The cost of gold and other precious metals is rising despite a depressing 12 months that has seen a trend of lower prices.
After falling to a five-year low of $1,198 an ounce in December from $1,837 in September 2011, the gold market has rallied to $1,250.
Silver has also increased in value by around 6% since the turn of the year.
The main stimulus for the price rises is demand for jewellery from India and China.
The price is just about right for investors to consider precious metals as a hedge, explained Nick Brooks, head of research at ETF Securities, but the jury is still out on whether the market is in the throes of a real recovery.
Negative outlook for gold
Gold dipped in value by 27.5% last year.
Some investors view the markets are looking at precious metals too negatively.
“The sentiment and the economic indicators are all negative for gold, tapering by the US Federal Reserve is bad for gold, and economic data from many markets also indicates that the global economy is improving, which is not good for the price of gold,” he said.
“While the price of gold is not an opportunity to take advantage of the economic recovery, two precious metals like palladium and platinum are.”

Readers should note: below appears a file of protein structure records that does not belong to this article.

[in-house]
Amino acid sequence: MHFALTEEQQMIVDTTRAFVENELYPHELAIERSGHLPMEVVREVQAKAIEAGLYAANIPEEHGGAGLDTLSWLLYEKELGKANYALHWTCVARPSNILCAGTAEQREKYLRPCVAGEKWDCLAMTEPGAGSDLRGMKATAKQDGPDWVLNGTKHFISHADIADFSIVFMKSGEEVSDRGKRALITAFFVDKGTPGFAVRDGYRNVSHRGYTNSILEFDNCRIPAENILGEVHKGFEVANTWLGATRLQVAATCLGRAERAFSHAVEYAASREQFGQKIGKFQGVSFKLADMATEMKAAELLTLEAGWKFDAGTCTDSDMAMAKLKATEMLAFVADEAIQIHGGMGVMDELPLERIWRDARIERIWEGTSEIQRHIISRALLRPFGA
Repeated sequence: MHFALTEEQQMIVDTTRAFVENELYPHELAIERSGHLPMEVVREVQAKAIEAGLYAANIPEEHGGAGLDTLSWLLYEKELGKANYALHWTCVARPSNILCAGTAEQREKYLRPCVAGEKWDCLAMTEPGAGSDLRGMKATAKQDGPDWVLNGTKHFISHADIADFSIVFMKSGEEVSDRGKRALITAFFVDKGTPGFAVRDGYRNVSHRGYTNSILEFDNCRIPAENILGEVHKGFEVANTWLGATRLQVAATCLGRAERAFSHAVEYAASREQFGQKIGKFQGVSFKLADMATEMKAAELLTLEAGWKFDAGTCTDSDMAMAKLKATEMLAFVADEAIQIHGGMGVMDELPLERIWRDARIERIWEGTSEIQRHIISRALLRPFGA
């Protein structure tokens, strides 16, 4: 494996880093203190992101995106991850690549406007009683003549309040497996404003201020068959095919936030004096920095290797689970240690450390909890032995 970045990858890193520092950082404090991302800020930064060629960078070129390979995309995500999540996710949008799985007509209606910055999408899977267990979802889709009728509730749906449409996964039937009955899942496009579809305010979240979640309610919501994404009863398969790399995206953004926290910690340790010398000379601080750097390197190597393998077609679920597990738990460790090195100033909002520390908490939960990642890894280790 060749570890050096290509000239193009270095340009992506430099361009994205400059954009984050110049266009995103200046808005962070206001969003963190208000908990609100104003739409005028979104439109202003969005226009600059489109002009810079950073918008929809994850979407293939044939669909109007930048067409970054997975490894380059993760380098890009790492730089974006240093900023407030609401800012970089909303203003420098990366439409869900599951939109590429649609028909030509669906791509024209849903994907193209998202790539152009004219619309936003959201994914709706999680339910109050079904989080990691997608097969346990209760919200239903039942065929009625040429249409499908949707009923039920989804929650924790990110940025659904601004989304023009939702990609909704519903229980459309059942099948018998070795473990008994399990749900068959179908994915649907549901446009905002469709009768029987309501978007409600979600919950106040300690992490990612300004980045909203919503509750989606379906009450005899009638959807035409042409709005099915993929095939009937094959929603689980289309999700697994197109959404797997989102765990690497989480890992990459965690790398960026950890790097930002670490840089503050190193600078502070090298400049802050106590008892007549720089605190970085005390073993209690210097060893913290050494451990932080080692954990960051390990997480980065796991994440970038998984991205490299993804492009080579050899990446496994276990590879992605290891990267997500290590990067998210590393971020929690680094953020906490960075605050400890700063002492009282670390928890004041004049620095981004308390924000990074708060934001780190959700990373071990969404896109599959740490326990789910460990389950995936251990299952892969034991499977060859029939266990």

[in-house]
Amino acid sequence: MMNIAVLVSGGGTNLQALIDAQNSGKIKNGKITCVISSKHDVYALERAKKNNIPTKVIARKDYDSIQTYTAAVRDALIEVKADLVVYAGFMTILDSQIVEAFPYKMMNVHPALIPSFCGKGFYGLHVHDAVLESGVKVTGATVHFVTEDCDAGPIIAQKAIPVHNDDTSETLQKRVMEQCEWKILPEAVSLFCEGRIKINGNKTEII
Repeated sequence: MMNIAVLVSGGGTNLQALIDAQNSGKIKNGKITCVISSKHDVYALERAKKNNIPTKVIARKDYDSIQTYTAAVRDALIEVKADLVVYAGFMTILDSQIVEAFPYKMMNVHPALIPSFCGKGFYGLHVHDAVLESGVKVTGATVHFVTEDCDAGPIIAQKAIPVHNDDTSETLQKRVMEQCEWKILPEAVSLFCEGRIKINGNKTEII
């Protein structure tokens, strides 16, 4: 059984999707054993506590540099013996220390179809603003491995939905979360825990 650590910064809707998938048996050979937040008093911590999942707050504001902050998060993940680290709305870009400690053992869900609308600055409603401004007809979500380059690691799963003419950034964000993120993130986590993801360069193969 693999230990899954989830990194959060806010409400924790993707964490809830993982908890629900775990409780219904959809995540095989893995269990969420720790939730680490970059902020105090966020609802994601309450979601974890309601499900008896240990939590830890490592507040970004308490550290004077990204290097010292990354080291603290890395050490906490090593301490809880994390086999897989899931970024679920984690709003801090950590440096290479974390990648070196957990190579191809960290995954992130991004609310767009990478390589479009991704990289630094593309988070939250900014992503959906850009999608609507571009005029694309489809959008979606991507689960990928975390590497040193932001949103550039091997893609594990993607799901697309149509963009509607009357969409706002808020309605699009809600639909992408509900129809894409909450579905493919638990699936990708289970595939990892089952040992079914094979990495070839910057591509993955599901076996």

Palladium is a key commodity for making cars, and demand for new cars is rising in the US and China, which is likely to see the price of palladium rise.
Platinum may fare better as the metal is in demand for industrial processes as well as jewellery.
Brooks is not the only market specialist talking down investing in precious metals.
Although the price has hit a 28-month low, the 27.5% is the biggest slip in gold prices for more than 30 years.
“The drop is not only hurting investors, but mining companies as well,” said John Stephenson, a portfolio manager with First Asset Investment.
“Even if the global economy switches gear and improves, few people see much change in gold prices over the year. It seems that the love affair sensible investors have had with gold has come to an end.”
Analysts also look to the US government’s new Volcker laws aimed at restricting banks from casino investments and hedging – and trading gold and silver for quick profits.